Who doesn’t like a nice hotel?
Turndown service, high thread-count sheets, those great little bottles of high-end shampoo and lotion — we can all agree that luxury hotels are fabulous.
As to whether downtown Greensboro is in need of one, there is some difference of opinion.
But now that a few downtown Greensboro big shots have signed on with real estate developer Bridget Chisholm, Guilford County School Board member Deena Hayes, Guilford County Commission Chairman Skip Alston and the Ole Asheboro Neighborhood Association — a coterie that includes chef and entrepreneur Brad Semon and businessman Milton Kern, who ran for mayor in 2007 — it looks like this project has enough additional star power to move through the pipeline.
But then there’s Dennis Quaintance, a Greensboro hotelier of some repute, who told the News & Record that the numbers don’t work for a downtown luxury hotel. Quaintance, who opened the O. Henry Hotel and, later, the Proximity Hotel just a few miles from downtown without the benefit of low-interest government loans, should be given some consideration, as should the hotels that already struggle to fill rooms in a city not known for tourism.
True, things are changing around here. The ACC Museum, pending upgrades to the Natural Science Center and the opening of the International Civil Rights Center & Museum, among other projects, will surely raise our profile among travelers. But this is not Orlando.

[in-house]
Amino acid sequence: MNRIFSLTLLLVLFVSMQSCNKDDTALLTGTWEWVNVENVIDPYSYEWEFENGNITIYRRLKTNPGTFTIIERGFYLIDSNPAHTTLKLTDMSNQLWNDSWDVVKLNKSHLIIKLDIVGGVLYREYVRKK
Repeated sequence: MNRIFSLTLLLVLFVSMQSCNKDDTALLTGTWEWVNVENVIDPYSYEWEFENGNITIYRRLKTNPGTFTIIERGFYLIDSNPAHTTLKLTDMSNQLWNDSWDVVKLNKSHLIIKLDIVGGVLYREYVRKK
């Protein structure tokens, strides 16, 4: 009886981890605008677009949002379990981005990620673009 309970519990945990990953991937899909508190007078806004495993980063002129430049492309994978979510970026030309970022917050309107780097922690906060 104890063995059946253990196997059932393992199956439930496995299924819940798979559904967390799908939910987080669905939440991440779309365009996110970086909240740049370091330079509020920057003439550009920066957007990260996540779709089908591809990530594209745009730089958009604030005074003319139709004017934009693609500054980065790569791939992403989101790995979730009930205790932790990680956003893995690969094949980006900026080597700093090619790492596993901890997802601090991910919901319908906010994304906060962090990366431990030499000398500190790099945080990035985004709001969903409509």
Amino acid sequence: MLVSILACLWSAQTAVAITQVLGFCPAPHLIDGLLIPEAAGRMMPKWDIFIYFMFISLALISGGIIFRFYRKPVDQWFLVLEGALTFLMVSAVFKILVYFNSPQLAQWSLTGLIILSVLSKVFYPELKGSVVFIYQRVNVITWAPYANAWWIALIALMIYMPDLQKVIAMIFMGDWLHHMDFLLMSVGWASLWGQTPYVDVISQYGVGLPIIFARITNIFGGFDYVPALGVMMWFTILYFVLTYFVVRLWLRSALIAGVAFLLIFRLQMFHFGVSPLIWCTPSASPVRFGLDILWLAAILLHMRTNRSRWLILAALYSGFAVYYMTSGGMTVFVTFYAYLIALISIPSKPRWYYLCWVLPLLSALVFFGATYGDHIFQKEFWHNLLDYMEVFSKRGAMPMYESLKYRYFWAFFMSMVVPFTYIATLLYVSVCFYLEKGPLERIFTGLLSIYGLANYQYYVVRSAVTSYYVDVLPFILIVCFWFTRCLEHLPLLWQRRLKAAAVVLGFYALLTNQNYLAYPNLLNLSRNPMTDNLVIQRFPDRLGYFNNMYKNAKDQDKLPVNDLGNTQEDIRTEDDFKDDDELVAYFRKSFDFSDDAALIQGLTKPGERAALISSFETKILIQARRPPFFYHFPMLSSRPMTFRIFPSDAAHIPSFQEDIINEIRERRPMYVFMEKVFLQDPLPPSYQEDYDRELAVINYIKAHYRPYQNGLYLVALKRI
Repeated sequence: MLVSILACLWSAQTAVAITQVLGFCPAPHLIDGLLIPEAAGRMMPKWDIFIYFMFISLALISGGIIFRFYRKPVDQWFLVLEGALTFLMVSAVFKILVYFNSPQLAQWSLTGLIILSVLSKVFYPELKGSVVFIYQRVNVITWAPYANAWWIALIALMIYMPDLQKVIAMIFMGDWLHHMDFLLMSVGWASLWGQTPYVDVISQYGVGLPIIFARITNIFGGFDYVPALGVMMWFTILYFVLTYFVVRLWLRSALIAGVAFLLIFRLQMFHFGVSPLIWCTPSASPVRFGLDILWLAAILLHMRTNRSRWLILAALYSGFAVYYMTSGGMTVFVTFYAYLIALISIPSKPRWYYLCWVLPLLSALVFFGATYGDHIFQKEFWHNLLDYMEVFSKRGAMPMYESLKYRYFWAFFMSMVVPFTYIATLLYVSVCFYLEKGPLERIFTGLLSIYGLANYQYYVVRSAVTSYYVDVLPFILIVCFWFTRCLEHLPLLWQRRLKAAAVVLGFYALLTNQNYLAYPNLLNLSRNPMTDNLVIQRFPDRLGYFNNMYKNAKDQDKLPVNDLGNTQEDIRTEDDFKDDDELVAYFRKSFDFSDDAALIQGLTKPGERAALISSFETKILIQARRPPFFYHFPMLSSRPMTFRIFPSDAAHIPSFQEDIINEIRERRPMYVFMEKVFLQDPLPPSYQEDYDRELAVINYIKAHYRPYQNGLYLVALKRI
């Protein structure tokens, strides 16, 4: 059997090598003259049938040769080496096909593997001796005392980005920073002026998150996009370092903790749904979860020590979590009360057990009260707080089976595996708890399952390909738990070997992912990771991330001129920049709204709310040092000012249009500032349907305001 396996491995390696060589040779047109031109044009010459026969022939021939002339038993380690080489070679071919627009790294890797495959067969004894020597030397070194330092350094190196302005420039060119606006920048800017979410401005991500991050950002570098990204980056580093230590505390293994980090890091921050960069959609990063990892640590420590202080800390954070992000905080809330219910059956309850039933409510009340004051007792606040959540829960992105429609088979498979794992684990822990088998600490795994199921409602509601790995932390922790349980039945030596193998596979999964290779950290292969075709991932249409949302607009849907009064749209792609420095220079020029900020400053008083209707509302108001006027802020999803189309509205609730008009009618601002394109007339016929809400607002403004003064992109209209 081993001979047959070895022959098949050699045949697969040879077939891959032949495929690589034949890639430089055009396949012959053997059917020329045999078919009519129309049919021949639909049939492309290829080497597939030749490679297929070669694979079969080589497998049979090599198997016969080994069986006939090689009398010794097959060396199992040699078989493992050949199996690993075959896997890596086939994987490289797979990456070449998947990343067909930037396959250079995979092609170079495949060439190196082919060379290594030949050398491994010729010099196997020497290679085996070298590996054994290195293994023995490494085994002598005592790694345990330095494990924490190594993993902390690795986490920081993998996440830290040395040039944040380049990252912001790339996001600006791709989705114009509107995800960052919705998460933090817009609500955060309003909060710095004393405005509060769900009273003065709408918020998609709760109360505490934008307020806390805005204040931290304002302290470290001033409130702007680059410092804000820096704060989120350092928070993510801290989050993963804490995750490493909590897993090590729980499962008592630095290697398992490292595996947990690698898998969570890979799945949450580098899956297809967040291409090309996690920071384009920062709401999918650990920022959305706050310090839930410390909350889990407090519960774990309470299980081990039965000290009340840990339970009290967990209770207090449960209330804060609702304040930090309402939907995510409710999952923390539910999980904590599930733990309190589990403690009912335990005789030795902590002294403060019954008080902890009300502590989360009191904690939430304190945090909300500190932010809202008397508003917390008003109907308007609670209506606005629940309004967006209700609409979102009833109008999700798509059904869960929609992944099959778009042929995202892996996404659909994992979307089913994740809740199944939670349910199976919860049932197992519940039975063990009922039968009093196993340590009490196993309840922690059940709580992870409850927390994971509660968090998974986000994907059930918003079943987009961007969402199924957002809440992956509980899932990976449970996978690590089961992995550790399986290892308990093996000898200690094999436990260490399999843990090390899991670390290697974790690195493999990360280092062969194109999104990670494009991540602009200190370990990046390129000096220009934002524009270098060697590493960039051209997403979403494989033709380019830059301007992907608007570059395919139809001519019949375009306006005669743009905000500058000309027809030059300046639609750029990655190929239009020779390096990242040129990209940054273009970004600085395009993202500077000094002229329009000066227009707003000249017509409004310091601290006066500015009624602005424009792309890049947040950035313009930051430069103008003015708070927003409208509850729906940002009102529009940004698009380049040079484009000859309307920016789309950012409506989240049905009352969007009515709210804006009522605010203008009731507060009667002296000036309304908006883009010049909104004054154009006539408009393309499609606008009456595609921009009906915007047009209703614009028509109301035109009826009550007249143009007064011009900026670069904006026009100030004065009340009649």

The new proposed location in Center City is better than the original site across Lee Street, but the move raises some troublesome issues. For one, we thought the impetus for the project was the dearth of economic activity in Ole Asheboro, the landscape of which will remain unchanged.
For another, we question why the Ole Asheboro Neighborhood Association is still a player in the deal, in line to collect a piece of the hotel’s theoretical profits even though it will not exist in that neighborhood.
Chisholm told YES! Weekly that the neighborhood association “bring[s] to the table a spirit and a connectivity of how we model what is in the best interest of this community.”
We have no idea what that means. In fact, it is still unclear what tangible contributions the neighborhood association will contribute to the project, though Chisholm elucidated what Ole Asheboro stands to gain from its ownership stake.
“Homeownership builds equity that can be leveraged into other kinds of ownership…. This is about wealth creation at the community level, not just at the individual level.”
Undoubtedly, Ole Asheboro will reap long-overdue benefits from this downtown luxury hotel — if it’s successful. But still it makes little sense to us why the neighborhood association gets a piece of the action for an enterprise that will exist in a different neighborhood.
YES! Weekly chooses to exercise its right to express editorial opinion in our publication. In fact we cherish it, considering opinion to be a vital component of any publication. The viewpoints expressed represent a consensus of the YES! Weekly editorial staff, achieved through much deliberation and consideration